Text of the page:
Tania and Elodie draw on a wealth personal heritage to inform their designs, yet ultimately update these traditional forms as part of their contemporary artistic practice. The handcarved stack laminated wood evokes both the legacy of Wendell Castle and the distinct forms of Caribbean and Sub-Saharan woodwork, reflecting on both physicality and comfort.
India-born, New York-based textile artist Anubha Sood earned her BFA in Fine Art and Textile Design from Srishti School in Bangalore before going on to receive her MFA from Parsons inaugural textile program in New York in 2020. While at Parsons, Sood developed a passion for fibers and living materials, and in 2020, she won the Sustainability Award from the first ever Global Design Graduate Show, a collaboration between ARTSTHREAD and i-D, sponsored by Gucci.
In India, Sood saw first-hand the environmental damage caused by textile production and fabric dying, which piqued her interest in systems of production and their entanglement with the natural world. Sood’s experimental practice is centered around a sustainable ecology of making. She sees the act of making as a personal healing process and a catalyst to physically engage with her environment.
Anubha Sood’s experimental practice is devoted to the study of bio-materials, from bacteria and human hair to her latest passion, seagrasses. Woven in kelp, linen, cotton, and rayon yarn, Sood’s Between Salt & Water collection draws attention to the decline of kelp forests and their role in maintaining Earth’s ecological balance. The pieces are both hand-crafted sculptural objects of contemplation and living entities that will evolve with the passage of time. Her tapestry-like weavings are ultra-contemporary, even futuristic, yet could have been developed 1000 years ago.
When she has woven the kelp and seaweed into a continuous fabric, Anubha Sood moulds the cloth around domestic items. As the natural material dries, its salt content crystallises and causes it to hold its shape, resulting in the writhing and rippling form seen in Living Structure I. The salt layer also acts to preserve the living material underneath, since as living organisms their impermanence is inevitable, and it is unknown how long each work will survive for.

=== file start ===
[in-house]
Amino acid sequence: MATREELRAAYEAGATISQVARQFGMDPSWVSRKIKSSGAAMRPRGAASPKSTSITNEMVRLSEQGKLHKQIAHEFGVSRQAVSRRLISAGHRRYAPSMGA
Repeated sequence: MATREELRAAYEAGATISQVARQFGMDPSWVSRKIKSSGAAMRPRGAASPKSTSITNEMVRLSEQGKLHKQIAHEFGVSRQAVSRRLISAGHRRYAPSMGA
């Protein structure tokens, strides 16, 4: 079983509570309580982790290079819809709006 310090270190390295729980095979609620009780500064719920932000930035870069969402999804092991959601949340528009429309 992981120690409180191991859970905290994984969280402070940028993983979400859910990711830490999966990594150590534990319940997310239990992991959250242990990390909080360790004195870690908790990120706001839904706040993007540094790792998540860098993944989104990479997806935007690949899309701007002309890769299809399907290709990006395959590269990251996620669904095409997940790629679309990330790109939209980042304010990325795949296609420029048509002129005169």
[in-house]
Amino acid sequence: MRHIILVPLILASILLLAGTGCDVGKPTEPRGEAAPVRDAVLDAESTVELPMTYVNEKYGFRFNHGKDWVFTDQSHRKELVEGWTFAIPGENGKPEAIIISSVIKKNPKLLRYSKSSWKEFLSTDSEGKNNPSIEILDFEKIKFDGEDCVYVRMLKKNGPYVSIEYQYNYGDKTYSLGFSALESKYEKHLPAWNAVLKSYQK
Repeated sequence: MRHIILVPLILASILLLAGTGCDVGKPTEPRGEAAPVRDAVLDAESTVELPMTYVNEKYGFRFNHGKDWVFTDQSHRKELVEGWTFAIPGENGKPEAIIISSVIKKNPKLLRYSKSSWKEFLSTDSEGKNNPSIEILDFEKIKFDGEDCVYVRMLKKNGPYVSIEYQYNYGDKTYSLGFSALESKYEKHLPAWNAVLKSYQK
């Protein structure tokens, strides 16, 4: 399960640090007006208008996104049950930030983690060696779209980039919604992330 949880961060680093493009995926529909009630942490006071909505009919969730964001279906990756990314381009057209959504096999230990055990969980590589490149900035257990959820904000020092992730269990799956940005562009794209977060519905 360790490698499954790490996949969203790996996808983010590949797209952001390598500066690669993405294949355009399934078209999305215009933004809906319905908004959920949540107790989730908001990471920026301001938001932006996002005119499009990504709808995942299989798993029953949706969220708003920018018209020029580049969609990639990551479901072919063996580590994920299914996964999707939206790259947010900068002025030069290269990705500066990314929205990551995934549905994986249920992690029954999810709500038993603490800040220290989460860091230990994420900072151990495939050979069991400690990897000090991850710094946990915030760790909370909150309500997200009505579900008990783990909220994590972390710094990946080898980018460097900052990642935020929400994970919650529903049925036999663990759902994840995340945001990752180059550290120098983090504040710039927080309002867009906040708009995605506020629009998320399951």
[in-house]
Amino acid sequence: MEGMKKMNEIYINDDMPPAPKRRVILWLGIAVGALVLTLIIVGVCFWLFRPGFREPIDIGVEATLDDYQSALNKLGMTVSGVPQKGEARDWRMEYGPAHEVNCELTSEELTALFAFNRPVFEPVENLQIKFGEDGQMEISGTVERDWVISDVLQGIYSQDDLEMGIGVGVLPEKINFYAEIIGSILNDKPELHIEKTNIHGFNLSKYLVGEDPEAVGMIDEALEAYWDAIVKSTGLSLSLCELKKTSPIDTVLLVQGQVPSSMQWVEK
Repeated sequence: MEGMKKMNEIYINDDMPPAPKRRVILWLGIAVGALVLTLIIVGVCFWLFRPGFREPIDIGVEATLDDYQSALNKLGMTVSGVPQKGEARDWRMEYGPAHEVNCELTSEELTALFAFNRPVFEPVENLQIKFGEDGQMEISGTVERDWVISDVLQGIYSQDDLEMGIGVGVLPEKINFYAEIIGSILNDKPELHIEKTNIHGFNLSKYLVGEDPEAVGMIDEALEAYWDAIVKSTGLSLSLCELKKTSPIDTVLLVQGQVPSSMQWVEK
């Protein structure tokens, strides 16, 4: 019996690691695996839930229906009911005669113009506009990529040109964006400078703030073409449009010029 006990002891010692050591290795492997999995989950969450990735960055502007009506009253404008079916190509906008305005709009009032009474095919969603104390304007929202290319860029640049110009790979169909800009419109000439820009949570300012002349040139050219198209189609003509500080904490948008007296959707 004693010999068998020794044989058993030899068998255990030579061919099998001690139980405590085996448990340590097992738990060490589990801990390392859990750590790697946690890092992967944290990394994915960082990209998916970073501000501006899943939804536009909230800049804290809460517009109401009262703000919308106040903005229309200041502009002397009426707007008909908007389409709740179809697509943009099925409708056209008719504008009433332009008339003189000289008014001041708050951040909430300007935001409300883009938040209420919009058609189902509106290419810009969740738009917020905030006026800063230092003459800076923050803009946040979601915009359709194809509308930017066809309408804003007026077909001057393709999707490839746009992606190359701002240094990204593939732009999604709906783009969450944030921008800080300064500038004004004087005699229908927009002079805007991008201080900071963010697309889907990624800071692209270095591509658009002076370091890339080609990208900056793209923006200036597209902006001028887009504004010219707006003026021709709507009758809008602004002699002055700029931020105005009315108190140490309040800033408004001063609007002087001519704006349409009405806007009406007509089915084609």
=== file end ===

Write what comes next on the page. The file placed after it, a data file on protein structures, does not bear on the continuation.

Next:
The Between Salt & Water artworks are all hand-dyed with dyes Anubha Sood extracts from colourful seaweed examples she has collected from around the world. However, the seaweed responds directly to its environment and when exposed to varying levels of humidity its colour can change, as well as its form and even smell. Dealing with organic material necessitates ceding control, and the artist is happy to be led by the experimental process.
Having witnessed the environmental and social toll exacted by the textile industry in her native India, Sood’s work critiques current production systems, while visualising a more equitable, sustainable path forward. At the same time, she sees the intuitive act of making as a personal healing process and a catalyst to physically engage with her environment. The collection acts as a reminder to engage with our land and water with urgency and care.
Originally from Pittsburgh, PA, Colorado-based ceramic artist Isabella Maroon earned her BFA from The School of the Art Institute of Chicago and her MFA degree from Cranbrook Academy of Art in Bloomfield, MI (2020).
While at Cranbrook, Maroon transformed the focus of her practice from figurative to abstract work—and literally broke her attachment to her earlier work by smashing the lot. The shards and shattered fragments left behind by that destructive act are given a second life in Maroon’s new work, symbolizing memory’s role in defining who we are and who we might become.
Maroon’s work has been exhibited nationally in Pittsburgh, Chicago, Philadelphia, New York, and Detroit.